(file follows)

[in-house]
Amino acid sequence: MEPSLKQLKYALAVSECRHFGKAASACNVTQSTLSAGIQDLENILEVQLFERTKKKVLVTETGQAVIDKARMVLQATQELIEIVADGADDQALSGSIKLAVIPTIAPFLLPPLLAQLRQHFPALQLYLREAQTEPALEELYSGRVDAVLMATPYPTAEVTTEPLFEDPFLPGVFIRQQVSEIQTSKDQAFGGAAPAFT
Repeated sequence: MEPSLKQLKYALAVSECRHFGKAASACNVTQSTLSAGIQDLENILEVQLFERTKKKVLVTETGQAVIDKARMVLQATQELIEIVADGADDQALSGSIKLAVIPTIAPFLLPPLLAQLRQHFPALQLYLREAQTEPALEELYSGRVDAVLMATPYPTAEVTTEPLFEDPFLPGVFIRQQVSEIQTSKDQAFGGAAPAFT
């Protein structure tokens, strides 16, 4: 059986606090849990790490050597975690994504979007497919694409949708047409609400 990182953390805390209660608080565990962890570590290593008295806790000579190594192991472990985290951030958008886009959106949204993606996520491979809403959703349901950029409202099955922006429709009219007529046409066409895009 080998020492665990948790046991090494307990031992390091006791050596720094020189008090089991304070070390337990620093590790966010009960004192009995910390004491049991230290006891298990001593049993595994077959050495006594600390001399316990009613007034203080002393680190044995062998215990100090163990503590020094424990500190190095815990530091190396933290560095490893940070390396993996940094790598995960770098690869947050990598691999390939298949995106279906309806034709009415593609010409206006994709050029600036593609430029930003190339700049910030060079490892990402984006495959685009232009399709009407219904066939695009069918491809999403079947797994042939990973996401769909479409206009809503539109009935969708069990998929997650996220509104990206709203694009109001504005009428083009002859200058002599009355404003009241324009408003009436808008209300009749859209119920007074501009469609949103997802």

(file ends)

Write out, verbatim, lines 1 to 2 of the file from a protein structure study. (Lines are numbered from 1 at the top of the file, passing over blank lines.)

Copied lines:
[in-house]
Amino acid sequence: MEPSLKQLKYALAVSECRHFGKAASACNVTQSTLSAGIQDLENILEVQLFERTKKKVLVTETGQAVIDKARMVLQATQELIEIVADGADDQALSGSIKLAVIPTIAPFLLPPLLAQLRQHFPALQLYLREAQTEPALEELYSGRVDAVLMATPYPTAEVTTEPLFEDPFLPGVFIRQQVSEIQTSKDQAFGGAAPAFT